Locals should also be an absolute priority when hiring. With a measured and well-planned employment policy, the degressive trends of the local population could be stopped and even reversed. This would be the biggest success in the social component of the project and should be pursued.

Another significant advantage mentioned in the study is the use of flotation tailings for backfilling excavated areas in the mine. In this way, the amount of flotation tailings that will be deposited on the surface of the terrain will be reduced to only 30% of the total amount (the previous concept was that 100% of the tailings were deposited on the surface), while the remaining 70% will be returned to the mine and thus preserved. surface of the terrain. This achieves a double ecological effect – and protects the terrain surface from being clogged and reduces surface degradation in the tailings disposal area.

The presence of arsenic in the concentrate and the risk of its processing in the Bor Metallurgical Complex

 

The study also has one significant negative environmental component, which can easily (and should) be avoided: it envisages processing of part of the produced concentrate in the Bor metallurgical complex, which can cause unintended environmental consequences.

World experience gained from the processing of copper ore with an increased amount of arsenic indicates that the amount of arsenic in the concentrate increases by up to ten times during flotation processing. Therefore, efforts should be made to reduce the concentration of arsenic in environmentally friendly frames in the ore processing process.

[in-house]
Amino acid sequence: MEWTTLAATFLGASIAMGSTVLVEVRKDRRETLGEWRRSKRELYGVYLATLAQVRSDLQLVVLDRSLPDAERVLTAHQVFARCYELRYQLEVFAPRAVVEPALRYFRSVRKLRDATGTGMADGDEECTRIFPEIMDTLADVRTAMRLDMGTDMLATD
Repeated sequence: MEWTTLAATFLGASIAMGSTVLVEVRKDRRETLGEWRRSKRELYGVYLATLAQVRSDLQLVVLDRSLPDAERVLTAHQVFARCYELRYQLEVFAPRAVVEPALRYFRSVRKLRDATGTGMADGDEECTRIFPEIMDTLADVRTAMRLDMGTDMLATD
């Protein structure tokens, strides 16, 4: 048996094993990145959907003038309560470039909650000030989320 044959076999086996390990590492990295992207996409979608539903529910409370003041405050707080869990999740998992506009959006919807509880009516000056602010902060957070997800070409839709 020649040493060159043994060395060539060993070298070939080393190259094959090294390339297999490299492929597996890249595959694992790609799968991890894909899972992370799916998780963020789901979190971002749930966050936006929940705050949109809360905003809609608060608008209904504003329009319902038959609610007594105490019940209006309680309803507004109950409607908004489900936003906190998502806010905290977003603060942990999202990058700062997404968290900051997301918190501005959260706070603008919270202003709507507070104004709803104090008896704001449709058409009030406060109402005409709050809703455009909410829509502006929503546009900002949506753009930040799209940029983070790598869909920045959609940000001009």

“I also suggest that during the planned expansion of metallurgical capacities, one part should be enabled for environmentally friendly processing of concentrates with increased arsenic content. Because of the extreme importance to the wider community, I believe that this concept should be made known to the public.”, concludes Dr B.Mihajlovic.

Source: novaekonomija.rs

Supported byElevatePR Digital

Related News

Easpring Finland’s environmentally-friendly proposal: Establishing cathode active material plant in Kotka

Easpring Finland New Materials Oy, a joint venture between Finnish Minerals Group and Beijing Easpring Material Technology Co., Ltd., has recently applied for an...

Revitalizing mines: Gravitricity’s green energy innovation underground

Gravitricity's approach to repurposing end-of-life mine shafts for underground gravity energy storage sounds promising. By utilizing heavy weights suspended in deep shafts, they offer...

EU’s strategic shift and environmental challenges in Southeast Europe

The European Union's shift in strategy is reverberating negatively across Southeast Europe, with metal extraction posing significant risks to both the environment and local...

Balancing Serbia’s lithium wealth with environmental responsibilities

Serbia's aggressive foreign policy stance towards its neighbors is matched by its valuable lithium reserves, estimated to account for about 1.3 percent of global...
Supported by
Supported by
Supported by
error: Content is protected !!